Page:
We should never forget the criminal actions of disgraced, disbarred ex-prosecutor Mike Nifong. He should forever be a reminder that a government that ignores the rule of law is far more dangerous to our liberty than any terrorist or foreign aggressor. This scandal should serve as a reminder that we must uphold the principle of “innocent until proven guilty” without exception and without compromise.

Mike Nifong is far from the only prosecutor who is guilty of suppressing evidence that proves that someone accused of a crime is actually innocent. In the name of liberty and justice, we must hold prosecutors and police accountable – with the possibility of criminal charges and harsh criminal penalties – for violating civil rights. Our “war on crime” mentality is too often a war on civil liberties, and justice is a forgotten casualty. That must end, and it must end now.

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Real vs. virtual killing: An open letter to Joe Lieberman

Dear Senator Lieberman,

I am watching the movie Moral Kombat, a documentary about video game violence. You were quoted very early in the movie and you have been a vocal critic of video game violence for nearly 20 years.

First, let me tell you about myself. I have been an avid gamer for 30 years. I have owned the Atari 2600, ColecoVision, NES, Super NES, Atari Lynx, Nintendo 64, PlayStation 2 and Nintendo DS. I follow the industry and the games themselves. I have written a number of articles on the social and political issues surrounding games.

I am also an anti-abortion activist. I have stood in front of Planned Parenthood and pleaded with women not to allow that clinic to kill their unborn children. I am a former president of Monroe County Right to Life and I have been working to oppose abortion and public funding of abortionists for nearly 15 years.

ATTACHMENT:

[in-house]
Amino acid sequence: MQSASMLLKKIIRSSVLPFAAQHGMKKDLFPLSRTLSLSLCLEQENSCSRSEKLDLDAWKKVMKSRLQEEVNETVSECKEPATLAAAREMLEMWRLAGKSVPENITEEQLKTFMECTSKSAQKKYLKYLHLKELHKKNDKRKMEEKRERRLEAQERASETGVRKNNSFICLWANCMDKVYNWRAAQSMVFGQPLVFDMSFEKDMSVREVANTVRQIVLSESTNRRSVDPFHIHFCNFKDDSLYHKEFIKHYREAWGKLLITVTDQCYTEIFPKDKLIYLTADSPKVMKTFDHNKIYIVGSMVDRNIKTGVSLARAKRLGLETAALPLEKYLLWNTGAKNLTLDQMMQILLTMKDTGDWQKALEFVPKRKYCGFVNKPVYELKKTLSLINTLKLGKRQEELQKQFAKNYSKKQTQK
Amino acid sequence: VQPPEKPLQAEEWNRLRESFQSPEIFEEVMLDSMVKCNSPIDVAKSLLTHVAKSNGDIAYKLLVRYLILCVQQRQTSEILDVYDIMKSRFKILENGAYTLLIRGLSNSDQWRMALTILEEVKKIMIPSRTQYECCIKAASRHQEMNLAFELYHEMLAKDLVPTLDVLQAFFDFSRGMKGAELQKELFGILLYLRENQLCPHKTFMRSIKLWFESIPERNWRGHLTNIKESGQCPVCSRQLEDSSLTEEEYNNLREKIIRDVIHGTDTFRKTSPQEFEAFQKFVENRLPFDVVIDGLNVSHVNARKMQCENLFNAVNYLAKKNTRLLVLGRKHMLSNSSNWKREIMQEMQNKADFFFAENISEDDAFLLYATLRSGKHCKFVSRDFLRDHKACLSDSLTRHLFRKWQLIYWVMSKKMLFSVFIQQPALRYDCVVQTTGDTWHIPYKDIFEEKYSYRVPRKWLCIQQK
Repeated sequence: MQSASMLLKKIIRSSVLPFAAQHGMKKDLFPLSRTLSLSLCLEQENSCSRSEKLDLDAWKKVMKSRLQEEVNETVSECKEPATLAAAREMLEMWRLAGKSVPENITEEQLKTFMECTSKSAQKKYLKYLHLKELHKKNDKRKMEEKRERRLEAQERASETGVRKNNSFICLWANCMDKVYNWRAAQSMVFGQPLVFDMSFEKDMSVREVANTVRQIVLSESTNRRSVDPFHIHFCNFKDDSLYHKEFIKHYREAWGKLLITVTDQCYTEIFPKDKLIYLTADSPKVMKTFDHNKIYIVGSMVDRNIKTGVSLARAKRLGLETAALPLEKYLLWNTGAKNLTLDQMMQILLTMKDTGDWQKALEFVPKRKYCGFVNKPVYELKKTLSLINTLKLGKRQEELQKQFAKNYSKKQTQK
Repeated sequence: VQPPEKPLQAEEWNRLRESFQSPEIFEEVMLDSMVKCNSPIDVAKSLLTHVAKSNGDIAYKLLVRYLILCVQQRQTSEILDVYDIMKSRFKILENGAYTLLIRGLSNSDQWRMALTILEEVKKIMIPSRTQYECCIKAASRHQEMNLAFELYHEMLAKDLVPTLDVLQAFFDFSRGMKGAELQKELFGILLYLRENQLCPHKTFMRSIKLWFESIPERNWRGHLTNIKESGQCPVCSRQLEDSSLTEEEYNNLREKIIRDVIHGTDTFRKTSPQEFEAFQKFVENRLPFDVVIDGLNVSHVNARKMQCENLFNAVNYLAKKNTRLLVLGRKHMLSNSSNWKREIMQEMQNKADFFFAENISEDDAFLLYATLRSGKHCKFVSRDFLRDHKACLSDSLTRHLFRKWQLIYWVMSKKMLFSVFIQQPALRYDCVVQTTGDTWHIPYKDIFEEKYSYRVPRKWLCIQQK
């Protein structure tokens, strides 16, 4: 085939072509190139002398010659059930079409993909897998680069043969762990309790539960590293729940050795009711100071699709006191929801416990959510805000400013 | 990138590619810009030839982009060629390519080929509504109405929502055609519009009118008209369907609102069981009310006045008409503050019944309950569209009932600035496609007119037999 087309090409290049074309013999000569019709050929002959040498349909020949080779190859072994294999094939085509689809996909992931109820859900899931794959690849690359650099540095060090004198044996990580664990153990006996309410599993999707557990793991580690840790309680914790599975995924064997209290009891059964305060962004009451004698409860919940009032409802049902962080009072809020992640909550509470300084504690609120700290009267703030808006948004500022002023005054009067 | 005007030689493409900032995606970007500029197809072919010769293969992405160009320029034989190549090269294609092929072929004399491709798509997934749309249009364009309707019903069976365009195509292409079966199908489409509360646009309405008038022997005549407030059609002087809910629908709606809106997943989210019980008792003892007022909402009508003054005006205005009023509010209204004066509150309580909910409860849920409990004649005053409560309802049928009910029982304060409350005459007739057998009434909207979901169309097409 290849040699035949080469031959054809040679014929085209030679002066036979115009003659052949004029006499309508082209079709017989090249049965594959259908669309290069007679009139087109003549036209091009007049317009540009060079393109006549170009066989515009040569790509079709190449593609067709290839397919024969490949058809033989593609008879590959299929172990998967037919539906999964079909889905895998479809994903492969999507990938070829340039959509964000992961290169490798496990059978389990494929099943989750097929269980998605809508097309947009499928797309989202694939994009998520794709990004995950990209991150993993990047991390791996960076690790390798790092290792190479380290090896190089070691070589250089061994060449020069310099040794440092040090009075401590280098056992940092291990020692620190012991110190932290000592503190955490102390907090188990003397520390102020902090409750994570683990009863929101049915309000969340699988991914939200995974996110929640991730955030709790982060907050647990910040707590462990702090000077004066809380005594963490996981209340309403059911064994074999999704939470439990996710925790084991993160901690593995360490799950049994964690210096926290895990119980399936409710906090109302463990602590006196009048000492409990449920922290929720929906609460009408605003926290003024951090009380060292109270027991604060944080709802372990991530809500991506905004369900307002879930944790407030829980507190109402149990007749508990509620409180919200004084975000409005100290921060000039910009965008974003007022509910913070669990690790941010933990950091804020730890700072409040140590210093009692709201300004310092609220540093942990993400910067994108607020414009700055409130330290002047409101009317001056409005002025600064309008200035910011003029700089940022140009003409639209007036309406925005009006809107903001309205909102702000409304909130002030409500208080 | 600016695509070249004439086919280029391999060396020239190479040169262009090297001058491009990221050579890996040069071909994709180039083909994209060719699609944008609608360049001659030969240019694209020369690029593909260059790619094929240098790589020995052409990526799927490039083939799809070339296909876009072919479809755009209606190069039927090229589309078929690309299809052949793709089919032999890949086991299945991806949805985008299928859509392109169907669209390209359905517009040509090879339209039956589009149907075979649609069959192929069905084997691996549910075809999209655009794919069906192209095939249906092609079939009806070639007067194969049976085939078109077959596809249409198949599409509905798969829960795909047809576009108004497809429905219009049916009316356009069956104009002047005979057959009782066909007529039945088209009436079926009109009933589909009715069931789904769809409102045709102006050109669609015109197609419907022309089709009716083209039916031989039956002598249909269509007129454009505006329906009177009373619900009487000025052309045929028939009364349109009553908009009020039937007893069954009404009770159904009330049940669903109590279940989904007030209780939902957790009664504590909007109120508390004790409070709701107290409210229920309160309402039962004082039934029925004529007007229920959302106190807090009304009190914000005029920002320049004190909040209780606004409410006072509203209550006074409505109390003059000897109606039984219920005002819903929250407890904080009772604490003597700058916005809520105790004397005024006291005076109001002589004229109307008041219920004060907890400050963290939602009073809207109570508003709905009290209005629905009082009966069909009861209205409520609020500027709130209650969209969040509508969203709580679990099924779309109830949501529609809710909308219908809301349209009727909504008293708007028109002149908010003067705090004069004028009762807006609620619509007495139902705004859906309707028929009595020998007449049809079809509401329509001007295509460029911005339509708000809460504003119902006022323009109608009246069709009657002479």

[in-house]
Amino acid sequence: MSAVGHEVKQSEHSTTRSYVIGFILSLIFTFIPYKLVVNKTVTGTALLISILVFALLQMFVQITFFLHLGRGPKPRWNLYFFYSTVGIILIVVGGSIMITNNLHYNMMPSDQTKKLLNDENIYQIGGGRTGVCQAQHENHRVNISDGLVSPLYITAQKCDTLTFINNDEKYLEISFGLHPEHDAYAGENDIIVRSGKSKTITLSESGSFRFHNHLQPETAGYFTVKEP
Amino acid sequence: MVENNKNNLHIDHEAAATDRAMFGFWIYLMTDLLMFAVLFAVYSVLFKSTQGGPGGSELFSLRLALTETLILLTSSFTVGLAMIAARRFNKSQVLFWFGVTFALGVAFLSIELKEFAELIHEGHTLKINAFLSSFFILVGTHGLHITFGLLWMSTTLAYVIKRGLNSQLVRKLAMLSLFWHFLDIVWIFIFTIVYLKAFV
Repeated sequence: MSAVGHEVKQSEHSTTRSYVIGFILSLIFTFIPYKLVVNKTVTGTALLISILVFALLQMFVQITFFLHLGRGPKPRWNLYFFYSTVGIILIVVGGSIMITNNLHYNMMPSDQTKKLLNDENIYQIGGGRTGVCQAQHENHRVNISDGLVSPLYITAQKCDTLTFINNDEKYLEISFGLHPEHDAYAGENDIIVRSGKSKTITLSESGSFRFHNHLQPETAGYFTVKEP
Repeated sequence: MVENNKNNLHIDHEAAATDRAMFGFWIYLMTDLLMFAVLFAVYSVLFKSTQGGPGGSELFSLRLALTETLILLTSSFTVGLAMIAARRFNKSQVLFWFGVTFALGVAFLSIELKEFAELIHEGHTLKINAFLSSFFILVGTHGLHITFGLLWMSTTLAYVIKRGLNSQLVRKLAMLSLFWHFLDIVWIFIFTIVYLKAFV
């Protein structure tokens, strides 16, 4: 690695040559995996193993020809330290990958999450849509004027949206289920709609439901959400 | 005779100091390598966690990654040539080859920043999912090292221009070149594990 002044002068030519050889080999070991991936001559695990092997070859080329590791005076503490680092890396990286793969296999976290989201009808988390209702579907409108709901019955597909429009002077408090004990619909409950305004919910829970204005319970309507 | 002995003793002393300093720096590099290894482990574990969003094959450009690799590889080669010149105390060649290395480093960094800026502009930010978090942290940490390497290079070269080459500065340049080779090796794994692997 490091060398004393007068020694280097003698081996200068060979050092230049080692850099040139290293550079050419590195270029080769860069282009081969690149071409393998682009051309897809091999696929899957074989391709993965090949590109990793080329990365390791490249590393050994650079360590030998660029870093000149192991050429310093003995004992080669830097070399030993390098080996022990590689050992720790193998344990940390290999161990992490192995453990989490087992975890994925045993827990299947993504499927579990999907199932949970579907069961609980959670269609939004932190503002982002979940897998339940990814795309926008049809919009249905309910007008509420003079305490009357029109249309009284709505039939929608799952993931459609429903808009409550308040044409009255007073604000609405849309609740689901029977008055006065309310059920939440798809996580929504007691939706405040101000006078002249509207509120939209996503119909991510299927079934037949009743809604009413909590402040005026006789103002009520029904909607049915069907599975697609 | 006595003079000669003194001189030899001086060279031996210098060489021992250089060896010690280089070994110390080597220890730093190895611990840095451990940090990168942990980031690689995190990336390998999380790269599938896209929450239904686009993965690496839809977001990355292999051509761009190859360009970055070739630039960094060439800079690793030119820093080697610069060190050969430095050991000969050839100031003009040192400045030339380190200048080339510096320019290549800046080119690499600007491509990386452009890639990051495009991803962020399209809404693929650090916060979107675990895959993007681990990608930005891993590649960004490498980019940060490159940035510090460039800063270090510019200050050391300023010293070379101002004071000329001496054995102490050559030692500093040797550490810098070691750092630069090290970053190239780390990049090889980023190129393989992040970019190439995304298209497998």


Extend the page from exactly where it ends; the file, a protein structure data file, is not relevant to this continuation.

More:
You and I disagree on both issues.

You are vehemently opposed to virtual killing, represented by pixels and polygons on a monitor or TV screen. Yet you support the real killing of unborn children. You have supported and voted to give taxpayer money to a damnable industry that has murdered 50 million people since 1973.

I simply cannot see the logic in your position, Senator Lieberman. You become morally outraged by representations of killing in a video game, where no real person is so much as scratched. But you support real killing of real human beings. You support killing babies by dismemberment for profit.

Please explain this to me. Please explain why pixels and polygons depicting the dismemberment of a fictional character requires hearings in the U.S. Senate, while the unmitigated evil of abortion requires the federal government to subsidize the most notorious abortion providers. I legitimately want to understand your position.